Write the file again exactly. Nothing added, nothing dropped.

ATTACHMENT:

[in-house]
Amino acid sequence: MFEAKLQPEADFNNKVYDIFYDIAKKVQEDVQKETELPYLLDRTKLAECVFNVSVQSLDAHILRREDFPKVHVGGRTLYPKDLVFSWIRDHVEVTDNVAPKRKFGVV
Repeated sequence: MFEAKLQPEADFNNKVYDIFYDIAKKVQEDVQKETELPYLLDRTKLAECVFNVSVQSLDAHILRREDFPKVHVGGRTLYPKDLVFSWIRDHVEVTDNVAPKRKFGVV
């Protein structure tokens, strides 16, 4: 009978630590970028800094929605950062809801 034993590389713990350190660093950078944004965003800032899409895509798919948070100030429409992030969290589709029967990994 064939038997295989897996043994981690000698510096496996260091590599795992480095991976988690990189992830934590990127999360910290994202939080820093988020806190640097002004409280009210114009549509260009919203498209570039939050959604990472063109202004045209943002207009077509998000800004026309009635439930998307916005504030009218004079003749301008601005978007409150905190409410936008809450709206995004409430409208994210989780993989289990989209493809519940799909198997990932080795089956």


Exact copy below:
[in-house]
Amino acid sequence: MFEAKLQPEADFNNKVYDIFYDIAKKVQEDVQKETELPYLLDRTKLAECVFNVSVQSLDAHILRREDFPKVHVGGRTLYPKDLVFSWIRDHVEVTDNVAPKRKFGVV
Repeated sequence: MFEAKLQPEADFNNKVYDIFYDIAKKVQEDVQKETELPYLLDRTKLAECVFNVSVQSLDAHILRREDFPKVHVGGRTLYPKDLVFSWIRDHVEVTDNVAPKRKFGVV
């Protein structure tokens, strides 16, 4: 009978630590970028800094929605950062809801 034993590389713990350190660093950078944004965003800032899409895509798919948070100030429409992030969290589709029967990994 064939038997295989897996043994981690000698510096496996260091590599795992480095991976988690990189992830934590990127999360910290994202939080820093988020806190640097002004409280009210114009549509260009919203498209570039939050959604990472063109202004045209943002207009077509998000800004026309009635439930998307916005504030009218004079003749301008601005978007409150905190409410936008809450709206995004409430409208994210989780993989289990989209493809519940799909198997990932080795089956």